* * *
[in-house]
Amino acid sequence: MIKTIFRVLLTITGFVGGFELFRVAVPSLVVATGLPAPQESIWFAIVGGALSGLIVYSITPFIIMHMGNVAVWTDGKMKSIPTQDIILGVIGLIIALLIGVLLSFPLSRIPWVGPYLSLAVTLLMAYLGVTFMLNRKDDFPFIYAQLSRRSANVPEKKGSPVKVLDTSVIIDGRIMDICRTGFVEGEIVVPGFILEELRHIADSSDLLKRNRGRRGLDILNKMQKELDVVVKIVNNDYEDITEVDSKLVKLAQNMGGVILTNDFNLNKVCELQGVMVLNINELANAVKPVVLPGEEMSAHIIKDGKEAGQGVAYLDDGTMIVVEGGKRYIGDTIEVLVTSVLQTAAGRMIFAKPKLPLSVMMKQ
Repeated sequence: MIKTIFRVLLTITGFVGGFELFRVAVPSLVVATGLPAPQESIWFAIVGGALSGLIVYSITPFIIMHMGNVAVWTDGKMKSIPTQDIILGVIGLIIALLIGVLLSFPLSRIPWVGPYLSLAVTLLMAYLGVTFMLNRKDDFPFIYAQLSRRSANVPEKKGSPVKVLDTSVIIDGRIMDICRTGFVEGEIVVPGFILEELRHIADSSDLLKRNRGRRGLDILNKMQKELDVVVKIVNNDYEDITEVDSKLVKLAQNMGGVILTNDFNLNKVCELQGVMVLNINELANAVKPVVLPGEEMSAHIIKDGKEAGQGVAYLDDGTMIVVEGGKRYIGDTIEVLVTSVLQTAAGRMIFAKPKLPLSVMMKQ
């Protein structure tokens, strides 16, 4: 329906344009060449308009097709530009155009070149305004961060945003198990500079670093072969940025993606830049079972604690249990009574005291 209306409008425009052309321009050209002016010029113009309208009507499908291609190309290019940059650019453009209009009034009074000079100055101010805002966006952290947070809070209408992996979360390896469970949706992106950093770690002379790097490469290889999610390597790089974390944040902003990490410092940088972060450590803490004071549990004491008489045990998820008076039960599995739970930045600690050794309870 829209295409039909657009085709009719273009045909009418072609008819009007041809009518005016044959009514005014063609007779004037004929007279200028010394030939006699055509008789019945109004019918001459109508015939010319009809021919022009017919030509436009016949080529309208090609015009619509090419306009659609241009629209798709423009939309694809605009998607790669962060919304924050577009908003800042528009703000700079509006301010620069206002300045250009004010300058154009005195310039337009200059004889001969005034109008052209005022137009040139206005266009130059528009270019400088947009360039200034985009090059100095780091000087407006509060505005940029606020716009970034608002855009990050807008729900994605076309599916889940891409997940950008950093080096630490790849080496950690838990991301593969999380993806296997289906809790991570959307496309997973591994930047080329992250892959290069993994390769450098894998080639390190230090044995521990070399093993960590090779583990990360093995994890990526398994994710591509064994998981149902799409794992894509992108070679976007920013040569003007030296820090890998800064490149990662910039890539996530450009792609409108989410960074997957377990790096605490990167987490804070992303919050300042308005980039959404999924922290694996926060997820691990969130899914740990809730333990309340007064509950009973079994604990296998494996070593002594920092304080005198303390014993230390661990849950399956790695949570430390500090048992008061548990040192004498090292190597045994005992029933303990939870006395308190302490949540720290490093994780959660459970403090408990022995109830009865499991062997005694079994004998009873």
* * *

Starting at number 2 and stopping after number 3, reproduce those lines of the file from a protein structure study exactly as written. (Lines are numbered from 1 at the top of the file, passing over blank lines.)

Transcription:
Amino acid sequence: MIKTIFRVLLTITGFVGGFELFRVAVPSLVVATGLPAPQESIWFAIVGGALSGLIVYSITPFIIMHMGNVAVWTDGKMKSIPTQDIILGVIGLIIALLIGVLLSFPLSRIPWVGPYLSLAVTLLMAYLGVTFMLNRKDDFPFIYAQLSRRSANVPEKKGSPVKVLDTSVIIDGRIMDICRTGFVEGEIVVPGFILEELRHIADSSDLLKRNRGRRGLDILNKMQKELDVVVKIVNNDYEDITEVDSKLVKLAQNMGGVILTNDFNLNKVCELQGVMVLNINELANAVKPVVLPGEEMSAHIIKDGKEAGQGVAYLDDGTMIVVEGGKRYIGDTIEVLVTSVLQTAAGRMIFAKPKLPLSVMMKQ
Repeated sequence: MIKTIFRVLLTITGFVGGFELFRVAVPSLVVATGLPAPQESIWFAIVGGALSGLIVYSITPFIIMHMGNVAVWTDGKMKSIPTQDIILGVIGLIIALLIGVLLSFPLSRIPWVGPYLSLAVTLLMAYLGVTFMLNRKDDFPFIYAQLSRRSANVPEKKGSPVKVLDTSVIIDGRIMDICRTGFVEGEIVVPGFILEELRHIADSSDLLKRNRGRRGLDILNKMQKELDVVVKIVNNDYEDITEVDSKLVKLAQNMGGVILTNDFNLNKVCELQGVMVLNINELANAVKPVVLPGEEMSAHIIKDGKEAGQGVAYLDDGTMIVVEGGKRYIGDTIEVLVTSVLQTAAGRMIFAKPKLPLSVMMKQ